Mary Kom gets a rousing reception on arrival in New Delhi
London 2012 bronze medal-winning boxer gets rousing reception on arrival in New Delhi
Olympic bronze medal winning boxer MC Mary Kom admitted she was not comfortable fighting in the 51kg section in London and she will not hesitate to shift back to 48kg if the weight category is included in Rio de Janeiro.
The five-time World Champion won the bronze as a losing semi-finalist in London, becoming the first Indian women boxer to win an Olympic medal.
Speaking at a felicitation ceremony after her return yesterday, the 29-year-old said she faced problems while facing the taller and bigger opponents in the 51kg. “I won the medal and I am really happy. But I did not play well throughout the tournament,” said the candid Mary Kom, who won her five World Championship title in 48, 46 and 45kg class.
Reflecting on her 6-11 loss to eventual gold medallist Nicola Adams of Britain, she said: “I felt I was not playing well. I was getting nervous, may be it was because of the home crowd supporting her (Nicola). I tried my best in the second third round and it was disappointing the referee didn’t award me points for some punches.”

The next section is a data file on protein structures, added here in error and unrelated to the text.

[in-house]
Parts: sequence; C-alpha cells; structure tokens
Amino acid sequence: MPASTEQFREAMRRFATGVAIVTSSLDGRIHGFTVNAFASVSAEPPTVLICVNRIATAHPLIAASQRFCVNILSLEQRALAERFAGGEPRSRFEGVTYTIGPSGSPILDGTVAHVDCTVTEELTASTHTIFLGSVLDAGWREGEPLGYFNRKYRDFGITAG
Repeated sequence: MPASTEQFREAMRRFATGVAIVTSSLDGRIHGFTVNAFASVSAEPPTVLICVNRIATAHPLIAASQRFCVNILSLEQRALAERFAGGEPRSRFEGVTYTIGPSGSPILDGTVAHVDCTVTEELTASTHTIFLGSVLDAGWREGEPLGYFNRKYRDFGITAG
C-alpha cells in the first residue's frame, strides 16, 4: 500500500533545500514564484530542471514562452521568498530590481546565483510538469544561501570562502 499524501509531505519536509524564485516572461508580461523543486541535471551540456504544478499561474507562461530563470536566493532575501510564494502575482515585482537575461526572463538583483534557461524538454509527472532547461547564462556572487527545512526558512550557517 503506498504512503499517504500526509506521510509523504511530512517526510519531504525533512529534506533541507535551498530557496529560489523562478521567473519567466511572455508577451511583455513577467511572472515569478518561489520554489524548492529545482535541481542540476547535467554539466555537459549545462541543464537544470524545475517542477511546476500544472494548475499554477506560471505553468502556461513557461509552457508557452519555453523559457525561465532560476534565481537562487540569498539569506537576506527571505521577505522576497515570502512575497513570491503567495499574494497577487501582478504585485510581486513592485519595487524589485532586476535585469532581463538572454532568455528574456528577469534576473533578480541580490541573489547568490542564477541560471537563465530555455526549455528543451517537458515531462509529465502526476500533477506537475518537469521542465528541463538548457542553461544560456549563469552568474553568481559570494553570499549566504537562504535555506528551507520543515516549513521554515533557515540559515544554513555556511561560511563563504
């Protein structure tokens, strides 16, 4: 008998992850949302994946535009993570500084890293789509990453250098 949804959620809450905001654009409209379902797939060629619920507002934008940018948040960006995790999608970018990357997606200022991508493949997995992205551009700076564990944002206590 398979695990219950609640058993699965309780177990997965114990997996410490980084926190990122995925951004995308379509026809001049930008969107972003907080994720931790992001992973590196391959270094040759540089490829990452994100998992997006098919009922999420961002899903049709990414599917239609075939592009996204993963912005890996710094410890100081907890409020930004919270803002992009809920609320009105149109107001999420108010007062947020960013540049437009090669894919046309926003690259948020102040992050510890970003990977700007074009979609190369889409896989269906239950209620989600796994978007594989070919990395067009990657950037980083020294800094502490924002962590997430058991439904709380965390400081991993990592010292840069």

The mother of two had earlier hinted of retirement after the Olympics.
But after her memorable feat, she has put those thoughts on the backburner. The bronze medal has motivated her to carry on till the 2016 Olympics.
“The planning for Rio has already started. The good thing is the weight categories could be increased to six categories there and I can go back to the 48kg class. If that happens, I have a great chance winning a gold.”
Women’s boxing made its Olympic debut in London and competition was held for three categories (51, 60 and 75kg).
Asked about the women’s boxing future, Mary Kom said there was enough talent in India, capable of performing at the big stage. “If we have good facilities, good infrastructure, we can hope to win more medals,” said Mary Kom.
Mary slams referee
Mary Kom also slammed the level of refereeing in the boxing competitions of the London Games.
Mary Kom said the decision making not only affected India boxers and there were protests from boxers across the participating nations.
Controversial decisions were made during bouts of Sumit Sangwan, Manoj Kumar and Vikas Krishan, who lost his fight in the pre-quarter-finals after being declared the winner.
“The boys could not win and I don’t feel good about it. We were expecting two-three medals. There was a lot of politics this time around. A lot of protests were happening,” she said.